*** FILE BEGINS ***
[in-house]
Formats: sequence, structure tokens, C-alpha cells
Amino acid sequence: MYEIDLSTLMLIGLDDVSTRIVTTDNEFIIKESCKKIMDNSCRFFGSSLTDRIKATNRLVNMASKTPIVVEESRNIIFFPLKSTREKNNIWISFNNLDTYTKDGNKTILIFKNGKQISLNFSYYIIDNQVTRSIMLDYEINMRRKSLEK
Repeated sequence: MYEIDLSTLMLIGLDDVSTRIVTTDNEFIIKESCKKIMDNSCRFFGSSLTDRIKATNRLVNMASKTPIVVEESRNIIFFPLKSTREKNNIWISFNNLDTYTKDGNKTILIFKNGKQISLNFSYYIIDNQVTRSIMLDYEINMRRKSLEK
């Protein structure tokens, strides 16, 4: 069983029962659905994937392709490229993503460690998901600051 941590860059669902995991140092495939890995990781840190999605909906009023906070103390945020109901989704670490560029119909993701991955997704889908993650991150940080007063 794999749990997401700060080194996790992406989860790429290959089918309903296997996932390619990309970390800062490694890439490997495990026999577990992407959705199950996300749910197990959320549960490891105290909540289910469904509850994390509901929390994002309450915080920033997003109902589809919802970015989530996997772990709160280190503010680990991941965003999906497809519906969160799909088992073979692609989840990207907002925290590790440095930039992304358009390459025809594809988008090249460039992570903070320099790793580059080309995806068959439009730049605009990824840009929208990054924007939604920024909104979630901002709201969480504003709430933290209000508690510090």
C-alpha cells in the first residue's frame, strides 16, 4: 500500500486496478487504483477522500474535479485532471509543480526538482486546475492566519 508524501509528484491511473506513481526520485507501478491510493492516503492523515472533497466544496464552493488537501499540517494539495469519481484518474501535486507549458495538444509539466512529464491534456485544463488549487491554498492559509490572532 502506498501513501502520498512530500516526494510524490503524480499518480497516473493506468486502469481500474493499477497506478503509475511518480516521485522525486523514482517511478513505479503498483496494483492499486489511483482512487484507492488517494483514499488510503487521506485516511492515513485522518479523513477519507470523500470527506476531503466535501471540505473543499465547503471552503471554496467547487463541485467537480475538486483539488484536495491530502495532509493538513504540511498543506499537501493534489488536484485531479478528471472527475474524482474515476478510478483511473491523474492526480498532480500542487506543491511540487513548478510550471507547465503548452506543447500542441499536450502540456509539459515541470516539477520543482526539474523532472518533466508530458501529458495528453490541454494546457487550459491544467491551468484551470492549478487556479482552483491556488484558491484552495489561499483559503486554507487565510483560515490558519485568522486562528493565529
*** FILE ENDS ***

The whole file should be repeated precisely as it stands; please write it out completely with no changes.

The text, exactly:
[in-house]
Formats: sequence, structure tokens, C-alpha cells
Amino acid sequence: MYEIDLSTLMLIGLDDVSTRIVTTDNEFIIKESCKKIMDNSCRFFGSSLTDRIKATNRLVNMASKTPIVVEESRNIIFFPLKSTREKNNIWISFNNLDTYTKDGNKTILIFKNGKQISLNFSYYIIDNQVTRSIMLDYEINMRRKSLEK
Repeated sequence: MYEIDLSTLMLIGLDDVSTRIVTTDNEFIIKESCKKIMDNSCRFFGSSLTDRIKATNRLVNMASKTPIVVEESRNIIFFPLKSTREKNNIWISFNNLDTYTKDGNKTILIFKNGKQISLNFSYYIIDNQVTRSIMLDYEINMRRKSLEK
């Protein structure tokens, strides 16, 4: 069983029962659905994937392709490229993503460690998901600051 941590860059669902995991140092495939890995990781840190999605909906009023906070103390945020109901989704670490560029119909993701991955997704889908993650991150940080007063 794999749990997401700060080194996790992406989860790429290959089918309903296997996932390619990309970390800062490694890439490997495990026999577990992407959705199950996300749910197990959320549960490891105290909540289910469904509850994390509901929390994002309450915080920033997003109902589809919802970015989530996997772990709160280190503010680990991941965003999906497809519906969160799909088992073979692609989840990207907002925290590790440095930039992304358009390459025809594809988008090249460039992570903070320099790793580059080309995806068959439009730049605009990824840009929208990054924007939604920024909104979630901002709201969480504003709430933290209000508690510090």
C-alpha cells in the first residue's frame, strides 16, 4: 500500500486496478487504483477522500474535479485532471509543480526538482486546475492566519 508524501509528484491511473506513481526520485507501478491510493492516503492523515472533497466544496464552493488537501499540517494539495469519481484518474501535486507549458495538444509539466512529464491534456485544463488549487491554498492559509490572532 502506498501513501502520498512530500516526494510524490503524480499518480497516473493506468486502469481500474493499477497506478503509475511518480516521485522525486523514482517511478513505479503498483496494483492499486489511483482512487484507492488517494483514499488510503487521506485516511492515513485522518479523513477519507470523500470527506476531503466535501471540505473543499465547503471552503471554496467547487463541485467537480475538486483539488484536495491530502495532509493538513504540511498543506499537501493534489488536484485531479478528471472527475474524482474515476478510478483511473491523474492526480498532480500542487506543491511540487513548478510550471507547465503548452506543447500542441499536450502540456509539459515541470516539477520543482526539474523532472518533466508530458501529458495528453490541454494546457487550459491544467491551468484551470492549478487556479482552483491556488484558491484552495489561499483559503486554507487565510483560515490558519485568522486562528493565529